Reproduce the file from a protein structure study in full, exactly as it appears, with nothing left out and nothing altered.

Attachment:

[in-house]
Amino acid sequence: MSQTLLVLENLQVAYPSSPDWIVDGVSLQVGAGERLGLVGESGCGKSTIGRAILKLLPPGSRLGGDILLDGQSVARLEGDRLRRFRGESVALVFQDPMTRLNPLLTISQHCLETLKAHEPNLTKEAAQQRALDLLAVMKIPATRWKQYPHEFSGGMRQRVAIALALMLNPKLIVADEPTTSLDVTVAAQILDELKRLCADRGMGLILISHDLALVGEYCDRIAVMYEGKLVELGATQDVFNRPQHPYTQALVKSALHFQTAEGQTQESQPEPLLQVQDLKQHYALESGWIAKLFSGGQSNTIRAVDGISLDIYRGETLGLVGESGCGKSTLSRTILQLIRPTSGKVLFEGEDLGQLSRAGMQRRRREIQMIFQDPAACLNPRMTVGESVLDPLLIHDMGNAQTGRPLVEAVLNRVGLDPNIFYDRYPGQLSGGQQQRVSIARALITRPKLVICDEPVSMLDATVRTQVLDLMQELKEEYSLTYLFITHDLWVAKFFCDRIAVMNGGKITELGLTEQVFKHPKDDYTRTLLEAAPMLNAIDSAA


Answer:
[in-house]
Amino acid sequence: MSQTLLVLENLQVAYPSSPDWIVDGVSLQVGAGERLGLVGESGCGKSTIGRAILKLLPPGSRLGGDILLDGQSVARLEGDRLRRFRGESVALVFQDPMTRLNPLLTISQHCLETLKAHEPNLTKEAAQQRALDLLAVMKIPATRWKQYPHEFSGGMRQRVAIALALMLNPKLIVADEPTTSLDVTVAAQILDELKRLCADRGMGLILISHDLALVGEYCDRIAVMYEGKLVELGATQDVFNRPQHPYTQALVKSALHFQTAEGQTQESQPEPLLQVQDLKQHYALESGWIAKLFSGGQSNTIRAVDGISLDIYRGETLGLVGESGCGKSTLSRTILQLIRPTSGKVLFEGEDLGQLSRAGMQRRRREIQMIFQDPAACLNPRMTVGESVLDPLLIHDMGNAQTGRPLVEAVLNRVGLDPNIFYDRYPGQLSGGQQQRVSIARALITRPKLVICDEPVSMLDATVRTQVLDLMQELKEEYSLTYLFITHDLWVAKFFCDRIAVMNGGKITELGLTEQVFKHPKDDYTRTLLEAAPMLNAIDSAA